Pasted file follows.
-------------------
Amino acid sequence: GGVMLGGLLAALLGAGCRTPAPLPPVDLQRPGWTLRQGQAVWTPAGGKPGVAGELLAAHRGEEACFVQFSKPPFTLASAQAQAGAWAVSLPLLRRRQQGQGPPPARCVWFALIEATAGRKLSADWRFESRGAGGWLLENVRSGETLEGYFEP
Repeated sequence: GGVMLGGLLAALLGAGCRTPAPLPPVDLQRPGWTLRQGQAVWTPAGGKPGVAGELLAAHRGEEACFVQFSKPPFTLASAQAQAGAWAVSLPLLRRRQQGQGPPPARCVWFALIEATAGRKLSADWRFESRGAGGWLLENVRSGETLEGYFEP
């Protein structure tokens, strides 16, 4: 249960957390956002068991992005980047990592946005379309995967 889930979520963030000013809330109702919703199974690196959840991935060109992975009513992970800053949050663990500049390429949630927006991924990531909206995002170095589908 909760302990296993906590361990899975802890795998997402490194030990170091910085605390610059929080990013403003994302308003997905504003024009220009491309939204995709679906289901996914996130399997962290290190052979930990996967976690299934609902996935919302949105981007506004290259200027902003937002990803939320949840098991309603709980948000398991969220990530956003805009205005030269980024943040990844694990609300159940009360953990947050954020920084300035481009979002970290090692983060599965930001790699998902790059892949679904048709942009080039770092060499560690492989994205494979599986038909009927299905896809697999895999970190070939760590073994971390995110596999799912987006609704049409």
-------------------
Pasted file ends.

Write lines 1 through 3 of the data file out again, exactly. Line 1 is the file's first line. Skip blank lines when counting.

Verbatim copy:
Amino acid sequence: GGVMLGGLLAALLGAGCRTPAPLPPVDLQRPGWTLRQGQAVWTPAGGKPGVAGELLAAHRGEEACFVQFSKPPFTLASAQAQAGAWAVSLPLLRRRQQGQGPPPARCVWFALIEATAGRKLSADWRFESRGAGGWLLENVRSGETLEGYFEP
Repeated sequence: GGVMLGGLLAALLGAGCRTPAPLPPVDLQRPGWTLRQGQAVWTPAGGKPGVAGELLAAHRGEEACFVQFSKPPFTLASAQAQAGAWAVSLPLLRRRQQGQGPPPARCVWFALIEATAGRKLSADWRFESRGAGGWLLENVRSGETLEGYFEP
């Protein structure tokens, strides 16, 4: 249960957390956002068991992005980047990592946005379309995967 889930979520963030000013809330109702919703199974690196959840991935060109992975009513992970800053949050663990500049390429949630927006991924990531909206995002170095589908 909760302990296993906590361990899975802890795998997402490194030990170091910085605390610059929080990013403003994302308003997905504003024009220009491309939204995709679906289901996914996130399997962290290190052979930990996967976690299934609902996935919302949105981007506004290259200027902003937002990803939320949840098991309603709980948000398991969220990530956003805009205005030269980024943040990844694990609300159940009360953990947050954020920084300035481009979002970290090692983060599965930001790699998902790059892949679904048709942009080039770092060499560690492989994205494979599986038909009927299905896809697999895999970190070939760590073994971390995110596999799912987006609704049409």